Dense functional and molecular readout of a circuit hub in sensory cortex
Published in Science.
Cameron Condylis, Abed Ghanbari, Nikita Manjrekar, Karina Bistrong, Shenqin Yao, Zizhen Yao, Thuc Nghi Nguyen, Hongkui Zeng, Bosiljka Tasic, and Jerry L. Chen
Paper presented by Dr. Atul Daiwile and selected by the NIDA TDI Paper of the Month Committee.
Background and Technological Advancement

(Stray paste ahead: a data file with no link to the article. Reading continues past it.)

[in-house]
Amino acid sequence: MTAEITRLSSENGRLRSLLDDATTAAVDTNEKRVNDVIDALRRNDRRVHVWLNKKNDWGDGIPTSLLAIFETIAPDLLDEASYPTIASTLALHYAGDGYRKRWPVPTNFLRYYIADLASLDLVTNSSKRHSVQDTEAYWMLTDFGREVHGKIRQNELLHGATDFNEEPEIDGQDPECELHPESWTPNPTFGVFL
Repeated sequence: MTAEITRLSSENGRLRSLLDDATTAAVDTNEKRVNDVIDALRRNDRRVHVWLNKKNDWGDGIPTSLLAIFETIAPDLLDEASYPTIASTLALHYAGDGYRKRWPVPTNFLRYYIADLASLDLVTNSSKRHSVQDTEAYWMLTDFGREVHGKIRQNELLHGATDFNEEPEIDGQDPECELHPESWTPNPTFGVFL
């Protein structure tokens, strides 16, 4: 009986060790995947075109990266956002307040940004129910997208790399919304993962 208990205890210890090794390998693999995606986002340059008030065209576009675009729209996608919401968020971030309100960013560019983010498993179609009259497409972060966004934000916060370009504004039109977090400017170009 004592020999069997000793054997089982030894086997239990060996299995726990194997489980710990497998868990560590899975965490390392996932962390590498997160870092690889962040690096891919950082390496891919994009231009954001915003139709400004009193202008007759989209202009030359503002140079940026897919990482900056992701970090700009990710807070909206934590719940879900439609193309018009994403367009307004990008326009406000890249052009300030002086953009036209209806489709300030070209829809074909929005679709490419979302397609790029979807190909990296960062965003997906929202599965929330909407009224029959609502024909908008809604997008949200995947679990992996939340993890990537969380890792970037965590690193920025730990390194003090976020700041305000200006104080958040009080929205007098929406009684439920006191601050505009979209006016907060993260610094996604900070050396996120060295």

The molecular signatures (e.g. gene expression profile) of cells in the brain are used to identify the cellular components of neuronal circuitry. To identify cell types involved in neuronal circuits associated with a specific behavior, Dr. Chen’s lab from Boston University developed a platform designated “Comprehensive readout of activity and cell type markers (CRACK)”. The CRACK platform combines multi-area two photon calcium imaging microscopy with hybridization chain reaction–fluorescence in situ hybridization (HCR-FISH) to label and track mRNA. CRACK allows researchers to first observe the electrical firing of neurons in the brain of a live mouse during a behavioral task, and then track the expression of specific genes in slices of the animal’s brain, ultimately linking specific cells and their molecular signatures to particular behaviors. Now with CRACK, researchers can record activity of multiple neurons and precisely identify those neurons. Through simultaneous imaging across identified cell types, they were able to measure functional connectivity between subpopulations of neurons for a behavioral task.